By Janet Klug
In the July 11 Refresher Course, I discussed the three essential tools a stamp collector must have to protect, learn about and fully enjoy collecting stamps.
These three tools are stamp tongs, a watermark tray and a perforation gauge.
Nonessential tools can be added at will, but the acquisition of equipment can take on a life of its own.
I recently helped with the sale and disbursement of a deceased friend's philatelic estate, which included not only stamps and covers, but also a substantial philatelic library, and a couple of cabinets filled with philatelic paraphernalia, the like of which I had never before seen.
Seemingly simple things like a magnifying glass became increasingly complex to the point of being a device that resembled a Rube Goldberg contraption.
An electronic device to measure the gauge of perforations shredded the first two stamps I attempted to use it on. I finally got the hang of using it, but I decided that for me, an old-fashioned perforation gauge works better. Perhaps if I'd had the instructions, the device would have worked just fine.
It was fun playing with this stuff, but I came away with the feeling that, for me, in the realm of stamp collecting equipment, keeping it simple is best.
Adding more equipment to the three essentials can be done over time, and most of these things will cost you more than the initial acquisition of stamp tongs, a watermark tray and a perforation gauge.
If you don't already have one, a good magnifier is a handy tool.
There are endless uses for a magnifier. The joy of viewing a highly detailed engraved stamp magnified so you can really appreciate the detail is indescribable. You cannot truly appreciate the beauty of the engraving until you see each fine line and experience the engraver's attention to detail.
A variety of magnifiers is shown in Figure 1. They range from a simple and cheap plastic giveaway worth precisely what was paid for it, to the Rube Goldberg gizmo I referred to earlier that certainly works when you finally figure out which lens to use for the task at hand.
The one I use most often is a polished acrylic dome. It magnifies well without distortion and is designed to let in light through the open sides of the dome. Another good choice is the flashlight-style magnifier that uses batteries to provide a light that flows over the object being magnified.
Either or both of these will fulfill the needs for most stamp collectors. For those who are engaged in plating studies, flyspecking or other highly detailed technical stamp work, a magnifier that is more like a microscope is a useful tool. A few of these are shown in Figure 2.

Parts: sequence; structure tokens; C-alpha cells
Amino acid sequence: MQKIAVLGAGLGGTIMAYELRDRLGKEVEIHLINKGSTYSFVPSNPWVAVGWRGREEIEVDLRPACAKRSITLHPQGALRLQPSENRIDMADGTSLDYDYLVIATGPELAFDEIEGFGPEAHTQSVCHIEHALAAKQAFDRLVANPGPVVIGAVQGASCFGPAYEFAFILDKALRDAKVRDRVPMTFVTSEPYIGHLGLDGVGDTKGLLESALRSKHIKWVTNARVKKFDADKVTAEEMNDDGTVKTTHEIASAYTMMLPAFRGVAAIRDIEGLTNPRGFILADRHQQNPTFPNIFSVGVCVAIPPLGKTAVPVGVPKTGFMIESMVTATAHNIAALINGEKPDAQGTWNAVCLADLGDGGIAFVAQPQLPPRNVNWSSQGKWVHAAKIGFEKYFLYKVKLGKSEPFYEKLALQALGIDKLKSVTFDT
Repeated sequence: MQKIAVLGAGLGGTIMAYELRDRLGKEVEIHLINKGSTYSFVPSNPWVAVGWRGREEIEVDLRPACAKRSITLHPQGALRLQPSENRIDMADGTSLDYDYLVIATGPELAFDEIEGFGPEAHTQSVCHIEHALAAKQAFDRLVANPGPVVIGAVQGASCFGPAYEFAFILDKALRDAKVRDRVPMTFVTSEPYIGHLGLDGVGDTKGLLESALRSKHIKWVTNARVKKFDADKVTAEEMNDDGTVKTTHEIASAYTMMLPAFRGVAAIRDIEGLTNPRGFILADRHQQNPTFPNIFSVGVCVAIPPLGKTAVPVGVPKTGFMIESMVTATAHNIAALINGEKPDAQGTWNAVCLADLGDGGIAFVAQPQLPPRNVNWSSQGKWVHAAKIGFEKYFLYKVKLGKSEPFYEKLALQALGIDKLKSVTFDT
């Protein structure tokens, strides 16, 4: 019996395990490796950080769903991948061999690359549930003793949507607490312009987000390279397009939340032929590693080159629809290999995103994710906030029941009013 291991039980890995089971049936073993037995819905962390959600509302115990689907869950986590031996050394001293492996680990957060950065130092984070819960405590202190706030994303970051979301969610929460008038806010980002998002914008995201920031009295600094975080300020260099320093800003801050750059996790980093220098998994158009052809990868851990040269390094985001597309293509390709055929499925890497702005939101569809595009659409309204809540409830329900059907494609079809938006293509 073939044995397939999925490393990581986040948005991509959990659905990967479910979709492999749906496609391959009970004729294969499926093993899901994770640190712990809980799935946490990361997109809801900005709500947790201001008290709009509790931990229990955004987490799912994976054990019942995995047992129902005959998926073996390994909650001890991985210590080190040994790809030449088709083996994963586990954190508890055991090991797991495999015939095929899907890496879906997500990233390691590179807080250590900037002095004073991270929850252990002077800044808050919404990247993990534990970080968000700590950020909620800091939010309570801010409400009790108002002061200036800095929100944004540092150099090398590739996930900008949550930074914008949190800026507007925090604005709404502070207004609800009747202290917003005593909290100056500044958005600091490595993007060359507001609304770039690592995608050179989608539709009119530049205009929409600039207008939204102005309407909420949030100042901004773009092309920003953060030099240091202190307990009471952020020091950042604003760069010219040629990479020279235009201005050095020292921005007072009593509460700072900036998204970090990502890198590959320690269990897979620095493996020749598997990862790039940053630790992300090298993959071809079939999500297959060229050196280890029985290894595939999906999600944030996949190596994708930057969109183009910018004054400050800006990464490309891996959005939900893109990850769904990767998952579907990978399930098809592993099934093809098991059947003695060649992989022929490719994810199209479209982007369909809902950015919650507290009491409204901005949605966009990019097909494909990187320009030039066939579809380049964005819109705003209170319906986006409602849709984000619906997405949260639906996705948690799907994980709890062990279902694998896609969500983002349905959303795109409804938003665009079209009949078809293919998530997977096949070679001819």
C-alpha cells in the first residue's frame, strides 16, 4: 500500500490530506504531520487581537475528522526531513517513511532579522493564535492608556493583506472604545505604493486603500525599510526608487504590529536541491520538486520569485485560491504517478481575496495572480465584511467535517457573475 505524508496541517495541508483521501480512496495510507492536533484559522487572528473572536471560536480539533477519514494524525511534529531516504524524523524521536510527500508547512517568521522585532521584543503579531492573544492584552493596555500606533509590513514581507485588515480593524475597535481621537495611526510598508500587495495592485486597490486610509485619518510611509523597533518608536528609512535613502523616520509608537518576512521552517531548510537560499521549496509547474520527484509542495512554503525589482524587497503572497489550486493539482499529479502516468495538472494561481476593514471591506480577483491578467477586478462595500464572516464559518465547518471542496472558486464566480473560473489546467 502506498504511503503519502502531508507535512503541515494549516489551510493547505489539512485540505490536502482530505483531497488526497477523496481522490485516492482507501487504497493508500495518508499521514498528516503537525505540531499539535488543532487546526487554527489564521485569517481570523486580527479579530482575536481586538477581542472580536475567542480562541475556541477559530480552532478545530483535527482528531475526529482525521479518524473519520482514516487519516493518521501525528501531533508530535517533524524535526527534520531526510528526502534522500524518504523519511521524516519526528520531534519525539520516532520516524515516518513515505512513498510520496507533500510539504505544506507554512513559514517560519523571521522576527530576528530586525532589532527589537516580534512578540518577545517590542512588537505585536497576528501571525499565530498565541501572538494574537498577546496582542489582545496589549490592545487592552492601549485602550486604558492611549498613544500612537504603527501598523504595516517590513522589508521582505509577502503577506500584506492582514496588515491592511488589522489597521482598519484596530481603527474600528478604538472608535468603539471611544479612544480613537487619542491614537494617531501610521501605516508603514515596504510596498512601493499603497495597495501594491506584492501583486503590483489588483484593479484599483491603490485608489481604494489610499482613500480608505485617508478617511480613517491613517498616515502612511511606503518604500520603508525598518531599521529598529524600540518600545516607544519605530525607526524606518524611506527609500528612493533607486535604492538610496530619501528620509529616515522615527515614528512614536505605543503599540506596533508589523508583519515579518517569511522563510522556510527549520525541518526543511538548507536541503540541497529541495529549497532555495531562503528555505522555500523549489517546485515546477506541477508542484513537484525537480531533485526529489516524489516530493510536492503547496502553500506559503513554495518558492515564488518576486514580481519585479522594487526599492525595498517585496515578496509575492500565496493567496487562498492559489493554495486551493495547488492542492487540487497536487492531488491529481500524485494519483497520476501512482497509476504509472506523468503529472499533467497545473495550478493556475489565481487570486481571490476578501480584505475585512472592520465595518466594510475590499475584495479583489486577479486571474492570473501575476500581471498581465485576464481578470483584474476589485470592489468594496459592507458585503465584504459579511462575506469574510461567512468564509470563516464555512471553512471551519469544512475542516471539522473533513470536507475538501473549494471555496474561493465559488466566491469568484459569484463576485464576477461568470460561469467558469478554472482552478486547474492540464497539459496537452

Through the Amos Advantage program, Linn's subscribers can select from a variety of magnifiers and other supplies, and receive a substantial price discount.
Learn more online at www.amosadvantage.com, or write to Amos Hobby Publishing, Box 828, Sidney, OH 45365-0828.
Many of the world's stamps are coated with a luminescent material that glows when exposed to ultraviolet light, but is invisible to the unaided eye.
The coating is called taggant, and the application of taggant to a stamp is called tagging.
In the 1960s, postal equipment was developed that would search for the glowing stamp and turn the cover, in a process called facing, so that the postmark would strike in the correct place to cancel the stamp. This high-speed automated operation significantly shortened the time it takes to process mail.
Viewing the glow of tagging on a stamp requires an ultraviolet lamp. These come in a variety of styles, sizes, and configurations. They can be battery operated or electric. A few different ultraviolet lamps are shown in Figure 3.
There are two wavelengths used in detecting tagging – long wave and short wave. Some ultraviolet lamps will produce only long-wave or shortwave light, and both are useful to stamp collectors. When selecting an ultraviolet lamp, try to find one that has dual functionality.
Tagged United States stamps are best viewed in a darkened room with a lamp producing shortwave ultraviolet light, but longwave ultraviolet light is useful for many foreign stamps. Select an ultraviolet lamp that best serves your needs.